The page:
Ironflame’s second full-length Tales of Splendor and Sorrow demonstrates massive growth with very little change. The formula of 2017’s Lightning Strikes the Crown is unaltered as the American power metal tropes of blazing guitar runs, high-pitched vocal layers, and triumphant melodies are lovingly displayed. The project also keeps to its one-man roots as the ever-prolific Andrew D’Cagna provides all vocals and instrumentation aside from the solos, which were all played by live guitarist and East Coast shredder extraordinaire Jim Dofka.
Despite just a year between releases, Tales of Splendor and Sorrow clearly had more thought put into it than its predecessor. Ironflame’s debut was an off-the-cuff slice of fun allegedly written and recorded in a couple weeks, but this album’s expanded runtime and loftier songs indicate a more methodical approach time around. There’s still plenty of that catchiness left around but establishing a greater sense of scale has taken equal priority.
Thankfully D’Cagna’s musicianship and songwriting skills live up to this rising ambition. The songs aren’t as snappy as before and don’t hit quite as hard, but the performances remain energetic and the structures are well contained. The guitar work is noticeably darker on certain tracks, but the vocals remain the band’s biggest asset, delivering plenty of hooks in a convictive, ballsy tenor.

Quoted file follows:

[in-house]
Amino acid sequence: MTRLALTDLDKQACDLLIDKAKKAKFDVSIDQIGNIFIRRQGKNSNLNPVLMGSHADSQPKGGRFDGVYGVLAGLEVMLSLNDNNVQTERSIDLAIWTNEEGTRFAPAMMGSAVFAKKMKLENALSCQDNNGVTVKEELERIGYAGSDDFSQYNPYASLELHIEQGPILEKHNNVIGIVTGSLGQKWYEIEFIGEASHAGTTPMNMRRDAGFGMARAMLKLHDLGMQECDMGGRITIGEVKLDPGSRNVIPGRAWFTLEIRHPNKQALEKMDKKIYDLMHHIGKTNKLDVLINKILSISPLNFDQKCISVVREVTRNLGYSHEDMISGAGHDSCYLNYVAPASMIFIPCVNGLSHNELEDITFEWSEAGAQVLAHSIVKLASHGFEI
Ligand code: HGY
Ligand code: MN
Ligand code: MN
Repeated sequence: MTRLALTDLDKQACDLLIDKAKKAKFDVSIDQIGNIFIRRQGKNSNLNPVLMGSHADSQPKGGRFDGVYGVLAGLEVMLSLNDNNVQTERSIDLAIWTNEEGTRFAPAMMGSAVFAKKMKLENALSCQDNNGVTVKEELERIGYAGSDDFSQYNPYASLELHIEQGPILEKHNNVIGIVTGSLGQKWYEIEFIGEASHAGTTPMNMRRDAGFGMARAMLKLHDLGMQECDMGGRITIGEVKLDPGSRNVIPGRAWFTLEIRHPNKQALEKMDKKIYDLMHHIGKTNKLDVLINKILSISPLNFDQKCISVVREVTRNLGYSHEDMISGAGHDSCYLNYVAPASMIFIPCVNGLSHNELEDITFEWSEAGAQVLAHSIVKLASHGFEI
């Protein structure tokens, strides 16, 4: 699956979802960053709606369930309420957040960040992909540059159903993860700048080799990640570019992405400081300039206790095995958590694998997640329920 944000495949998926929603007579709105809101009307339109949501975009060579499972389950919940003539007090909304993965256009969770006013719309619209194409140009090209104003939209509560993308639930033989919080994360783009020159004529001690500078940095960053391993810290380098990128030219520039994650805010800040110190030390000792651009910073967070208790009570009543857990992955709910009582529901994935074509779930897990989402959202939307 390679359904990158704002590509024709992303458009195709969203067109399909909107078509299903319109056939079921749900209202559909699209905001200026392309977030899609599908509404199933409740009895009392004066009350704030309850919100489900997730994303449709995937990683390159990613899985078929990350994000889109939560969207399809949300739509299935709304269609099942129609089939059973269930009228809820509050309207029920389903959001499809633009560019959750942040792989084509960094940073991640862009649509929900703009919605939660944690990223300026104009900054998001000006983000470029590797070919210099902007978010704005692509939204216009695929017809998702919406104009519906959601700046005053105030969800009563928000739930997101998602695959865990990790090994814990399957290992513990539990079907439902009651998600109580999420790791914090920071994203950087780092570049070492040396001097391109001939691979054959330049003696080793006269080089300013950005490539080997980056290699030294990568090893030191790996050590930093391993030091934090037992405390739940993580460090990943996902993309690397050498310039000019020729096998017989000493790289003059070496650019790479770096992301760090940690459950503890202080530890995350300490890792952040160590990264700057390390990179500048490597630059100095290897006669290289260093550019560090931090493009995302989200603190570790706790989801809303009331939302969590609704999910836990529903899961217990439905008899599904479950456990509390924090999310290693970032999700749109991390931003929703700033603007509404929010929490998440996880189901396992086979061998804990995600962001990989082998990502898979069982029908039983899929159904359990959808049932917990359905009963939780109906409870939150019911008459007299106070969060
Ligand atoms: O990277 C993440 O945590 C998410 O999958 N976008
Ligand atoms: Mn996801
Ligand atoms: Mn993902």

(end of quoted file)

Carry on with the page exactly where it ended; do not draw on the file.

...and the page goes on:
A sense of déjà vu is the only real nitpick when examining these Tales. The similarities between songs like “Sword and Shield” and “Marching On” is natural considering the shared style of both albums, but there are moments where the project’s outside influences are made apparent. The mid-tempo charge on “Bringer of Fire” recalls Balls to the Wall-era Accept, the chorus progression of “The Contract” bears a striking resemblance to Bruce Dickinson’s “The Magician,” and “Our Great Defender” is a moody, dark number with shades of Mercyful Fate’s “Melissa.” Considering the sheer amount of class this project exudes compared to its peers, I really can’t complain.
Considering how Ironflame’s second album had to not only follow up its debut a year later but also compete with D’Cagna’s endless sea of other projects, it’s amazing how much it’s progressed between releases. It’s impressive to see how much the songwriting has developed without changing the style or band dynamic and I can only imagine how much effort was exerted to see it all through. Whether you prefer the debut’s spontaneous execution or this album’s erudite attitude, Ironflame deserves to be a top dog in American power metal.
“Sword and Shield”
“Divided We Fall”
“Our Great Defender”
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